The Maldives Inland Revenue Authority (MIRA) expects to collect an additional MVR110 million (US$7.1 million) per year from taxes on the the telecommunications sector.
MIRA announced this week that telecommunications services will be subject to Goods and Services Tax (GST) – currently at 6 percent – from May 1.
The move comes as the government continues to introduce new revenue raising measure to address the MVR3.4 billion (US$224 million) shortfall in this year’s record MVR17.95 billion budget.
On Monday (April 14), the People’s Majlis is set to consider amendments to the Import-Export Act which propose raising custom duties on a number of items from the current zero rate to five, 10, and 15 percent or higher.
The items include diesel, sugar, sweets, cotton, rope, carpets, textiles, fur, man-made filaments, ready-made garments, and steel.
This week has also seen MIRA release its March revenue figures, which show an increase of 22 percent compared with the same month last year.
March’s figures were distorted, however, after after February’s GST payment date was extended into March as the deadline fell during a holiday.
The figures show that 54.8 percent of revenue came from GST, which includes Tourism Goods and Services Tax (T-GST) – scheduled to rise from the current 8 to 12 percent in November this year.
Last month’s figures showed a marked improvement on the previous month’s collections after the Majlis’ failure to renew the tourism bed tax in December had resulted in reduced earnings during January (reflected in February’s collections).
After the Finance Minister Abdulla Jihad warned that this loss of income could amount to US$6million month, the decision was made to reintroduce the bed tax – charged at a flat rate of $8 per bed night – until November this year.
Bed tax amounted to over US$4.5 million in March, or 7.1 percent of MIRA’s collected revenue which came to MVR938.2 million. Over 75 percent of March’s income was received in US dollars.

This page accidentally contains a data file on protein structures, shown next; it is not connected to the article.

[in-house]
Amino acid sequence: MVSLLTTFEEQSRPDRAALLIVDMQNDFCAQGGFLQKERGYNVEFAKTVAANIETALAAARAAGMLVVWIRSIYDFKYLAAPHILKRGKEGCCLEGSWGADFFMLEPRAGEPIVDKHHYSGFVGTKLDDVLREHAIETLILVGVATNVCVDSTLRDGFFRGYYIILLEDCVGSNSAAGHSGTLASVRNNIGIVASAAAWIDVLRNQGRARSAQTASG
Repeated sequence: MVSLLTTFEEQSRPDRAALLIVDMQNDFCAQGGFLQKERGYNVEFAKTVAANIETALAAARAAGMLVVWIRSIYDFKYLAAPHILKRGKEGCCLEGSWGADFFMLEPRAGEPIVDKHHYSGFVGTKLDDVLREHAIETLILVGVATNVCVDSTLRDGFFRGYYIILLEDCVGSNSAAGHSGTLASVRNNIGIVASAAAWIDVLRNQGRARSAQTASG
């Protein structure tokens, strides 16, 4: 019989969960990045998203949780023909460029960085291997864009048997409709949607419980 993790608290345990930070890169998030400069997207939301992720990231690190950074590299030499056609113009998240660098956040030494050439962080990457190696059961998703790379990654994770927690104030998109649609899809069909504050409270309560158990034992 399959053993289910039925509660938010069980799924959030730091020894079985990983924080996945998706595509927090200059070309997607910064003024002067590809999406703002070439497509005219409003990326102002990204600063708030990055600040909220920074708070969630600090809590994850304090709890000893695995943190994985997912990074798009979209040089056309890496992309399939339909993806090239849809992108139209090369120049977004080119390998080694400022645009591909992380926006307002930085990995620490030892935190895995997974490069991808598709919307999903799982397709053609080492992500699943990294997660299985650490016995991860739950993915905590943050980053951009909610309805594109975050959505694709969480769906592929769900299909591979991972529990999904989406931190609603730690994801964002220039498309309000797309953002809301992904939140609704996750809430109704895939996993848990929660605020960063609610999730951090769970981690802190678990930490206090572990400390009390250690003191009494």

The authority’s figures for 2013 showed an income of MVR8.7 billion – of which 60 percent was denominated in dollars.
Despite this foreign currency income, however, dependence on imported goods results in a persistent dollar shortage, with just 2.7 months worth of reserves remaining at the end of February.
Proposals to increase government revenue were debated during February’s emergency Majlis sessions which also resulted in the requirement that resort lease extensions be paid within 2 years.
Additionally, the government has suggested that the Airport Service Charge, which has seen MIRA collect US$7.9million from foreigners leaving the country this year, be increased by 38 percent.
A World Bank report at the end of 2013 urged the government to reduce spending in order reduce the “unsustainable” public debt which currently stands at 81 percent of GDP, and could rise to 96 percent by 2015.
“Maldives is spending beyond its means and financing the budget risks affecting the real economy,” the report said.
Meanwhile, the outgoing governor of the MMA in December called for the state to reduce expenditure and to cease from printing money.